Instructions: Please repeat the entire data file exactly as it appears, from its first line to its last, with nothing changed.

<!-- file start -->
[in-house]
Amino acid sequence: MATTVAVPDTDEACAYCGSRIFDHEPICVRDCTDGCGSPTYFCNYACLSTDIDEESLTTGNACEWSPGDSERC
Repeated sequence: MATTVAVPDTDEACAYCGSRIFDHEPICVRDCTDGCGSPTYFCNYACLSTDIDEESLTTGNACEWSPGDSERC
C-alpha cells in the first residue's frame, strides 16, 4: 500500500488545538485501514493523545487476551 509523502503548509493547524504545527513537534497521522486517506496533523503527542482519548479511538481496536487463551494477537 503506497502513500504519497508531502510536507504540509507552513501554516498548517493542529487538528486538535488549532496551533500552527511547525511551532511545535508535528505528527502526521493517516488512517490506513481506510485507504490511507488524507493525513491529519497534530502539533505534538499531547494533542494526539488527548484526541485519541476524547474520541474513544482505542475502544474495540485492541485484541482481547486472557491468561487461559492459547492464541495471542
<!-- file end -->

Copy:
[in-house]
Amino acid sequence: MATTVAVPDTDEACAYCGSRIFDHEPICVRDCTDGCGSPTYFCNYACLSTDIDEESLTTGNACEWSPGDSERC
Repeated sequence: MATTVAVPDTDEACAYCGSRIFDHEPICVRDCTDGCGSPTYFCNYACLSTDIDEESLTTGNACEWSPGDSERC
C-alpha cells in the first residue's frame, strides 16, 4: 500500500488545538485501514493523545487476551 509523502503548509493547524504545527513537534497521522486517506496533523503527542482519548479511538481496536487463551494477537 503506497502513500504519497508531502510536507504540509507552513501554516498548517493542529487538528486538535488549532496551533500552527511547525511551532511545535508535528505528527502526521493517516488512517490506513481506510485507504490511507488524507493525513491529519497534530502539533505534538499531547494533542494526539488527548484526541485519541476524547474520541474513544482505542475502544474495540485492541485484541482481547486472557491468561487461559492459547492464541495471542